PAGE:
Dictyocaryum H.Wendl.
  • Bonplandia (Hannover) 8: 106 (1860) 


Notes: Distribution: Panama to S. Trop. America

General Description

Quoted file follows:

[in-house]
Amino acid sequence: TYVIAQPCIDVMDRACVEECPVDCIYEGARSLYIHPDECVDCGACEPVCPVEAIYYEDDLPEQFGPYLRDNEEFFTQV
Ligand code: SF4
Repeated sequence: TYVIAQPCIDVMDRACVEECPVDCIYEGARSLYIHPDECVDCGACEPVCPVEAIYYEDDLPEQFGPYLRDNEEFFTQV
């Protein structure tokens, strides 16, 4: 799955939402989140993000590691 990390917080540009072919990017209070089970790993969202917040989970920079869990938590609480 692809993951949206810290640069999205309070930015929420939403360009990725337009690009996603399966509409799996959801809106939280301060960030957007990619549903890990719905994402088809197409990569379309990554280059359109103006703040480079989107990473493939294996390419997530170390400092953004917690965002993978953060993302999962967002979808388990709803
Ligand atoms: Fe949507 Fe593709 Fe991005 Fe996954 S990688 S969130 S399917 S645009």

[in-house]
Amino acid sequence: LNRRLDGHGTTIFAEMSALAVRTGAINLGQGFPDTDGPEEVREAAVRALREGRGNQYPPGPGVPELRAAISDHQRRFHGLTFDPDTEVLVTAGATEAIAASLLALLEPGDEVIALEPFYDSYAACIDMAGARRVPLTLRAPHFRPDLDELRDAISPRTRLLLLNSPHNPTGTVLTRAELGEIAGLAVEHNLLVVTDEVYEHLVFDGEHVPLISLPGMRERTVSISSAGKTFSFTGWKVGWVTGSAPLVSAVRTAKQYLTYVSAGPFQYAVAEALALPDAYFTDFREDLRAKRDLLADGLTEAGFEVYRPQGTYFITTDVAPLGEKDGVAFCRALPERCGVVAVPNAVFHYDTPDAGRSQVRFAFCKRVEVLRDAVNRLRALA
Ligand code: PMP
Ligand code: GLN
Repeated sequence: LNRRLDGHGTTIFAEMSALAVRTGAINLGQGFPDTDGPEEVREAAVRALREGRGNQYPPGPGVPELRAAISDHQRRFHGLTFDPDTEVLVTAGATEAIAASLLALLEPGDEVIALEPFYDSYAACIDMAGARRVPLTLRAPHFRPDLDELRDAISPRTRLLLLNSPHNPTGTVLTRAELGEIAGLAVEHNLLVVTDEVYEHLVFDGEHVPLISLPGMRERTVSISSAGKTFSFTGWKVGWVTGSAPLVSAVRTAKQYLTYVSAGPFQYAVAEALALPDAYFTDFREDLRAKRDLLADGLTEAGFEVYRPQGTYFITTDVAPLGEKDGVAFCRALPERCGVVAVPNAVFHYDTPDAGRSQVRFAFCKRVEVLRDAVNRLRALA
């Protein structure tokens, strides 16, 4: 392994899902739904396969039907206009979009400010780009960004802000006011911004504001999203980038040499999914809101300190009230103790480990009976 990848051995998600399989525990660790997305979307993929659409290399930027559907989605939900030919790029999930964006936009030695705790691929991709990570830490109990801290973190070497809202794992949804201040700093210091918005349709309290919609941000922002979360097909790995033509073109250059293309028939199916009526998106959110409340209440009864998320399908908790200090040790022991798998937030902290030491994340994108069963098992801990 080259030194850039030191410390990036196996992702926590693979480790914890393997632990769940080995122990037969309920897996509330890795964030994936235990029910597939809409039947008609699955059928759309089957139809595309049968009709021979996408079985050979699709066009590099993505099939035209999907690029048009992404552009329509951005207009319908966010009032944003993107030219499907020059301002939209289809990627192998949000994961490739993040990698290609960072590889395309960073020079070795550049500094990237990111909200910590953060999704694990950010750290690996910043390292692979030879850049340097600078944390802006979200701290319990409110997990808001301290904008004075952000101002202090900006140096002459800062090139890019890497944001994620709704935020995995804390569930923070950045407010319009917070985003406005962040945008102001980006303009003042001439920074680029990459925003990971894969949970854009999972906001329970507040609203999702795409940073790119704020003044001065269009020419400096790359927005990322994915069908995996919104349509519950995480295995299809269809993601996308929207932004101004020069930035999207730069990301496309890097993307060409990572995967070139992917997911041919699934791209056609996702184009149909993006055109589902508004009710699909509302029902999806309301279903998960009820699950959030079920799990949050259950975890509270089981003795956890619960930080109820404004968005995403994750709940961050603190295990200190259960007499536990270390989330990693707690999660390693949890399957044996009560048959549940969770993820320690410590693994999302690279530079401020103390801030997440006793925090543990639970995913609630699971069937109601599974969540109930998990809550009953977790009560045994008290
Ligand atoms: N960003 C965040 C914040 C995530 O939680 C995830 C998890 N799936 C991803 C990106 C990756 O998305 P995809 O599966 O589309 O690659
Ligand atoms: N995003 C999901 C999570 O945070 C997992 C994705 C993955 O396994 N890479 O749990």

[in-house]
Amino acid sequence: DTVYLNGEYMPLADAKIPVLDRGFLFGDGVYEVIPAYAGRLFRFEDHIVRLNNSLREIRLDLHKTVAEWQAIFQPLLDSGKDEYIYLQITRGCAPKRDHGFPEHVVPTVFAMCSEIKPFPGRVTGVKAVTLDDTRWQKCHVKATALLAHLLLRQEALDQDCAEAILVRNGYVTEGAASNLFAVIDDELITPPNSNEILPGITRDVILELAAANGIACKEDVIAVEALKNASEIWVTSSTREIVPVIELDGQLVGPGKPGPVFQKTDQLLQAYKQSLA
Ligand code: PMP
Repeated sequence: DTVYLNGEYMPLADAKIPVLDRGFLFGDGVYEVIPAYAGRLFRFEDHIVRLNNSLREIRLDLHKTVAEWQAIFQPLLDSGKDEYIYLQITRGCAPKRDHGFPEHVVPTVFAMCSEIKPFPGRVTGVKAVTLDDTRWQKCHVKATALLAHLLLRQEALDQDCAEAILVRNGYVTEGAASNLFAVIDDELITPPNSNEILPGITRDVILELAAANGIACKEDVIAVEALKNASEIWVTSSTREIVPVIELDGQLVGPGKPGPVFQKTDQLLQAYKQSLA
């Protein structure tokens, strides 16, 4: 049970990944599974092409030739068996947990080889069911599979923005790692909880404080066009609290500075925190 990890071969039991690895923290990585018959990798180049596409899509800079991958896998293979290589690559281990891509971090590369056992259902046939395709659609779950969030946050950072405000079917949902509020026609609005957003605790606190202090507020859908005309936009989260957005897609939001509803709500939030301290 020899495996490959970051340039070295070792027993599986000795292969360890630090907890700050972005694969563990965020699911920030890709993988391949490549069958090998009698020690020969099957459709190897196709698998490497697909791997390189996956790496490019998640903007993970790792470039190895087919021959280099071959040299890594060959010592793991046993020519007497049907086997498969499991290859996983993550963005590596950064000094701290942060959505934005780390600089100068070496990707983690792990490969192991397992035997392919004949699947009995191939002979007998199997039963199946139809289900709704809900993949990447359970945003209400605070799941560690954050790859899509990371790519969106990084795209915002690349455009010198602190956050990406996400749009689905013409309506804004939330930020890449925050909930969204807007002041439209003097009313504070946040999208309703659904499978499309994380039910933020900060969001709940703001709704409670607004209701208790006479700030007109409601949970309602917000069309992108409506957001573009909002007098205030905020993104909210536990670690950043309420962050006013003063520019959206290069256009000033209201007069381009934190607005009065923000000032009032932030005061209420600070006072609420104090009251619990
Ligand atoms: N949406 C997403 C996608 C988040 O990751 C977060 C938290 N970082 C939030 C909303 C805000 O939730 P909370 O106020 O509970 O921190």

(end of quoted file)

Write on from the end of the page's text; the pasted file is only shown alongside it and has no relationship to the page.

Solitary, or very rarely clustered, moderate to robust, unarmed, pleonanthic, monoecious tree palms. Stem erect, slightly or rarely markedly ventricose, conspicuously ringed with leaf scars, with stilt roots bearing short somewhat sharp or cylindrical, lateral roots. Leaves few, pinnate, neatly abscising; sheath forming a conspicuous crownshaft, bearing scattered small scales (?always); petiole short or very short, adaxially channelled at the base, rounded or angled distally, rounded abaxially, sometimes densely tomentose; rachis angled to convex adaxially, rounded abaxially; leaflets massive with numerous ribs, longitudinally divided between the ribs to the base into narrow segments displayed in many planes giving the whole leaf a dense plumose appearance, each segment praemorse at the apex, blade strongly discolorous, abaxially green or densely covered in white indumentum and abundant unbranched hairs and/or dot-like scales, usually 1 large rib per segment, transverse veinlets not evident. Inflorescences solitary, infrafoliar, erect or pendulous and curved, branched to 2 orders, in bud sometimes horn-shaped, protandrous; peduncle winged or not at the base, elongate, rounded in cross-section, massive; prophyll short, 2-keeled, tubular, soon opening at the tip, eventually shed, tomentose; peduncular bracts up to 9, tubular with pointed tips, completely sheathing at first, then splitting apically to allow elongation of the peduncle, proximal few rather short, middle to distal much longer, conspicuously beaked, all shed at anthesis, prophyll and peduncular bracts coriaceous to woody; rachis ± equalling to much longer than the peduncle; rachis bracts spirally arranged, triangular, proximally conspicuous; first-order branches spreading, swollen at the base with a long bare portion, the proximal bearing about 3–4 rachillae, distal unbranched; rachillae slender, elongate, flexuous, very numerous, bearing rather distant, spirally arranged triads proximally, paired and solitary staminate flowers distally. Staminate flowers fleshy, sessile, ± symmetrical; sepals 3, distinct, imbricate, rounded, strongly gibbous basally; petals much longer than the sepals, 3, slightly connate at the base, ± lanceolate, valvate; stamens 6, filaments short, broad, fleshy, anthers elongate, basifixed, latrorse; pistillode short, broad, columnar, rounded or minutely trifid at the apex. Pollen ellipsoidal, ± bi-symmetric; aperture a distal sulcus; ectexine intectate, coarsely granular to gemmate, granulae/gemmae often coalesced into larger irregular units, aperture margin similar; longest axis 24–30 µm [3/3]. Pistillate flowers smaller than the staminate, sessile; sepals 3, distinct, rounded, imbricate, thick; petals ca. 3 times as long as the sepals, ± triangular, imbricate; staminodes 6, minute, strap-like or tooth-like; gynoecium tricarpellate, triovulate, rounded, tipped with 3 low stigmas, ovule probably anatropous. Fruit developing from 1 carpel, globose or ellipsoidal, with basal carpel and stigmatic remains; epicarp smooth, usually yellow at maturity, dark brown when dry, mesocarp thick with outer layer of sclereids and inner layer of tannin and fibres, endocarp very thin, scarcely differentiated. Seed spherical, basally attached, seed coat thick with a conspicuous network of raphe fibres, hilum rounded, endosperm homogeneous; embryo basal. Germination adjacent-ligular; eophyll bifid. Cytology not studied.